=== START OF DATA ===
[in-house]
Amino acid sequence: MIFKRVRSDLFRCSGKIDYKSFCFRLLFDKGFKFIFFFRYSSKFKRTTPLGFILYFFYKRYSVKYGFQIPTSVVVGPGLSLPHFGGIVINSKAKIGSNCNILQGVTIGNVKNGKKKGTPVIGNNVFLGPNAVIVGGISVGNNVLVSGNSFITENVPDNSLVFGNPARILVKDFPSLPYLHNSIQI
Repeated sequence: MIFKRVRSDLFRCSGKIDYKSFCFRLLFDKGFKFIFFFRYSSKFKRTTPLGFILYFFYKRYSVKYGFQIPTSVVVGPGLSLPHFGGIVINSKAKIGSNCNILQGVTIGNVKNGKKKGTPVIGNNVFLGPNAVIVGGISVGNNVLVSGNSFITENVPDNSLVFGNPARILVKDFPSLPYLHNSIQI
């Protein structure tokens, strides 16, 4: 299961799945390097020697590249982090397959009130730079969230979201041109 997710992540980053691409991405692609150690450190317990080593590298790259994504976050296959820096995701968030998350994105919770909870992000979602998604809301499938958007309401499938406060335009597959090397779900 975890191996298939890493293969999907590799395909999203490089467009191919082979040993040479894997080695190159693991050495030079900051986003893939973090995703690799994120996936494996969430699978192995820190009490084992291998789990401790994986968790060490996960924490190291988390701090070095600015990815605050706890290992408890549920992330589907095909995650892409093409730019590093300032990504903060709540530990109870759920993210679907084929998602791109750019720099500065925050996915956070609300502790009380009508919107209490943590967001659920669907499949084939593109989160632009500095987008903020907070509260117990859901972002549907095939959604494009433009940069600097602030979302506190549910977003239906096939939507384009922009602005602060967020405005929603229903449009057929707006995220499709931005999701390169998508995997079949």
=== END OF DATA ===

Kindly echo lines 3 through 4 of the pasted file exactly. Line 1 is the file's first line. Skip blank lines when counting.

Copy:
Repeated sequence: MIFKRVRSDLFRCSGKIDYKSFCFRLLFDKGFKFIFFFRYSSKFKRTTPLGFILYFFYKRYSVKYGFQIPTSVVVGPGLSLPHFGGIVINSKAKIGSNCNILQGVTIGNVKNGKKKGTPVIGNNVFLGPNAVIVGGISVGNNVLVSGNSFITENVPDNSLVFGNPARILVKDFPSLPYLHNSIQI
């Protein structure tokens, strides 16, 4: 299961799945390097020697590249982090397959009130730079969230979201041109 997710992540980053691409991405692609150690450190317990080593590298790259994504976050296959820096995701968030998350994105919770909870992000979602998604809301499938958007309401499938406060335009597959090397779900 975890191996298939890493293969999907590799395909999203490089467009191919082979040993040479894997080695190159693991050495030079900051986003893939973090995703690799994120996936494996969430699978192995820190009490084992291998789990401790994986968790060490996960924490190291988390701090070095600015990815605050706890290992408890549920992330589907095909995650892409093409730019590093300032990504903060709540530990109870759920993210679907084929998602791109750019720099500065925050996915956070609300502790009380009508919107209490943590967001659920669907499949084939593109989160632009500095987008903020907070509260117990859901972002549907095939959604494009433009940069600097602030979302506190549910977003239906096939939507384009922009602005602060967020405005929603229903449009057929707006995220499709931005999701390169998508995997079949």